Scotland politics

Holyrood minister Angela Constance answers your welfare questions

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Scotland's Social Security Minister Angela Constance answered a number of your welfare related questions last week. Here she answers more of your queries, sent via #ScotSocialSecurity on social media.


CPAG Scotland asked: How does the Scottish government plan to use its new powers to top-up reserved benefits and to create new ones?

Ms Constance said: "Our overriding priority is to ensure the safe and secure transition of the 11 benefits being devolved so everyone gets the right benefit, at the right time, in the right amount.

"We want to use our powers and resources to lift people out of poverty, not just to mitigate continually to a standing start. That is why we will increase carer's allowance, introduce a new job grant and replace the Sure Start maternity grant with a more generous Best Start Grant which will see support for all children being increased and substantially help families on low incomes."

MND Scotland asked: How does the Scottish government plan to ensure that people with conditions, such as MND, get benefits easily with or without assessment?

Ms Constance said: "We share people's concerns about this. That is why we are establishing a Disability Benefits Commission to provide recommendations and guidance on how often assessments should be, the potential for automatic or lifetime awards, and eligibility criteria."

Steven Kelly asked: Given all that has been said about the unfairness of sanctions in the current system, what does the minister see as alternatives if, for instance, claimants fail to carry out work-related activities and cannot supply a good - or any - reason?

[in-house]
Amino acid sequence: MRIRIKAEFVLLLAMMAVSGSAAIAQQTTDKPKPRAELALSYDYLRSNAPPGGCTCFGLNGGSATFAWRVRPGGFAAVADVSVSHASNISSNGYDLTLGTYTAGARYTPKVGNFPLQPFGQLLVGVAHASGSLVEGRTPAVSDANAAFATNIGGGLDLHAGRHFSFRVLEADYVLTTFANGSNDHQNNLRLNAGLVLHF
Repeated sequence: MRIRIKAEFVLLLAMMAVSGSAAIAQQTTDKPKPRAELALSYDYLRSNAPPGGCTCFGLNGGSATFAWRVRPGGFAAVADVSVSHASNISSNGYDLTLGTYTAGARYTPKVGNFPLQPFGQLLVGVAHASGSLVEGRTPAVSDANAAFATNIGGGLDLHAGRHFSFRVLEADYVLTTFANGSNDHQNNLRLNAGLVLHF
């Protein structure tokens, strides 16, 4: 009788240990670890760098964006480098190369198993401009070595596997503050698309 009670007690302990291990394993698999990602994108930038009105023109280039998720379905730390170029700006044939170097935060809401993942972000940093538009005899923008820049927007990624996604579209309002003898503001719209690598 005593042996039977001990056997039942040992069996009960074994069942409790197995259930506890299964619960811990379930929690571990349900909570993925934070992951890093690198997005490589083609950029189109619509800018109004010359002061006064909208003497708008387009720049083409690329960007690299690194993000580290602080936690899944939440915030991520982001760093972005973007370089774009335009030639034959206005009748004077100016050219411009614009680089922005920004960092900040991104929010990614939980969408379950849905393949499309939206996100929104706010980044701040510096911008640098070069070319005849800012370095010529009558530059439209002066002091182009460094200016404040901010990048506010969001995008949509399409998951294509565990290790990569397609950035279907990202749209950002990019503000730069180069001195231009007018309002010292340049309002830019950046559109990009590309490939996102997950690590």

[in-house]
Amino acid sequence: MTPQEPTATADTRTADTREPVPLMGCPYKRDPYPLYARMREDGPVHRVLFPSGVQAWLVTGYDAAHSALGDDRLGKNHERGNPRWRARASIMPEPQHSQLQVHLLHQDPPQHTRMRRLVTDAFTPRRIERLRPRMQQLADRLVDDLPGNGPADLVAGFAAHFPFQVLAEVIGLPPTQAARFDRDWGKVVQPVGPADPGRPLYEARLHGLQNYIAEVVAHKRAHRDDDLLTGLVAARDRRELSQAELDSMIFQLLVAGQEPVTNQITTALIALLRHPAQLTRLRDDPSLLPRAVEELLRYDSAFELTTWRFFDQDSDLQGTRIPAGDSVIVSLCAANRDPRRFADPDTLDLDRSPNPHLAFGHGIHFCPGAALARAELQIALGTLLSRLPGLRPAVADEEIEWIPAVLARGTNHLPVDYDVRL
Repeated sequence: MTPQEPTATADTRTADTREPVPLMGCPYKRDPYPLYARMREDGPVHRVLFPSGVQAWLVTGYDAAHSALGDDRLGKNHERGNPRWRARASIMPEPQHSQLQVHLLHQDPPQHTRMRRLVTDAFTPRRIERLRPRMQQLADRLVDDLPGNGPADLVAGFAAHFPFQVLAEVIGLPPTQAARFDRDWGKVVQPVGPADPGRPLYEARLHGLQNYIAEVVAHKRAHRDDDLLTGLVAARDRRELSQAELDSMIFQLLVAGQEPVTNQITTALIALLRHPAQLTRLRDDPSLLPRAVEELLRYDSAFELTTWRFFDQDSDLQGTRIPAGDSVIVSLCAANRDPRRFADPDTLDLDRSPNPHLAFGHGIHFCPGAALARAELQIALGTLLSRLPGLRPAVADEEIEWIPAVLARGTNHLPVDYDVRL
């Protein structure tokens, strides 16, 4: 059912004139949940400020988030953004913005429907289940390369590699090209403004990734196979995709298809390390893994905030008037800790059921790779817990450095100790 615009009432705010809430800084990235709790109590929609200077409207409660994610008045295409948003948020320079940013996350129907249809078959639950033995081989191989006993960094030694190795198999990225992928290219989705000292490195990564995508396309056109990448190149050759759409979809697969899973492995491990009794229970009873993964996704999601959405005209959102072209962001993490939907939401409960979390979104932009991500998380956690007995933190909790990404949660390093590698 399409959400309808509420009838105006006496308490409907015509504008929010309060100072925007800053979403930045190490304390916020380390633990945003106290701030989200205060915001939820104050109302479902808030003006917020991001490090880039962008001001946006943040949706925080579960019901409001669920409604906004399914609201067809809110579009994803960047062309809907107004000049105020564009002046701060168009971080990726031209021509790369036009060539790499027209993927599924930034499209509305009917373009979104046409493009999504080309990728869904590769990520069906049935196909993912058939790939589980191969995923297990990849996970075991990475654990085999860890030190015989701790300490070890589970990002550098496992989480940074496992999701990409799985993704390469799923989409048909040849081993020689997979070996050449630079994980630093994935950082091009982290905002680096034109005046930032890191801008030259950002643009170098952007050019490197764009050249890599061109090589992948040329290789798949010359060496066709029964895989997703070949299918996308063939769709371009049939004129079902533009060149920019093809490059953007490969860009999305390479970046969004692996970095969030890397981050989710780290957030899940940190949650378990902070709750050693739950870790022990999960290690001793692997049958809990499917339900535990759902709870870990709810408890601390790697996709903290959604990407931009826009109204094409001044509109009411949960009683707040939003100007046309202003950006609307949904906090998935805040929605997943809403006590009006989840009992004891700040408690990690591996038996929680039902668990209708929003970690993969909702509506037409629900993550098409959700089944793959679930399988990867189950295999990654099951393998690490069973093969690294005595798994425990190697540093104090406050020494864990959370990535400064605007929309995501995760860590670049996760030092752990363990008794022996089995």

Ms Constance said: "Unfortunately, the UK government remains responsible for the punitive benefit sanctions in Scotland. We have made clear on several occasions that we think the system needs to have an independent review because of the negative impact on people.

"It's important that individuals have meaningful support into employment as well as the real and credible opportunity to provide good reasons for not complying with conditionality which can then lead to being sanctioned. When questioned by the Scottish Parliament's Social Security Committee, earlier this month, the Secretary of State for Work and Pensions said he recognised this point and the fact it can be the main cause for complaints about the sanctions regime. The Scottish Government Employment Programmes will be voluntary."

An anonymous contributor asked: Having been through the absolute nightmare that is the PIP assessment and having to involve my MP to get it sorted out I eventually got an "ongoing" award and I would like to know for myself and others who have managed to get such an award, will this award remain valid or will I/we have to go through another assessment before it runs out once the PIP is fully transferred to Scotland?

Ms Constance said: "The Personal Independence Payment (PIP) remains reserved to the UK Government but it is one of the benefits that will be devolved to the Scottish Parliament. We have heard through our consultation that many people have found the process of transitioning from Disability Living Allowance to Personal Independence Payment to be a stressful experience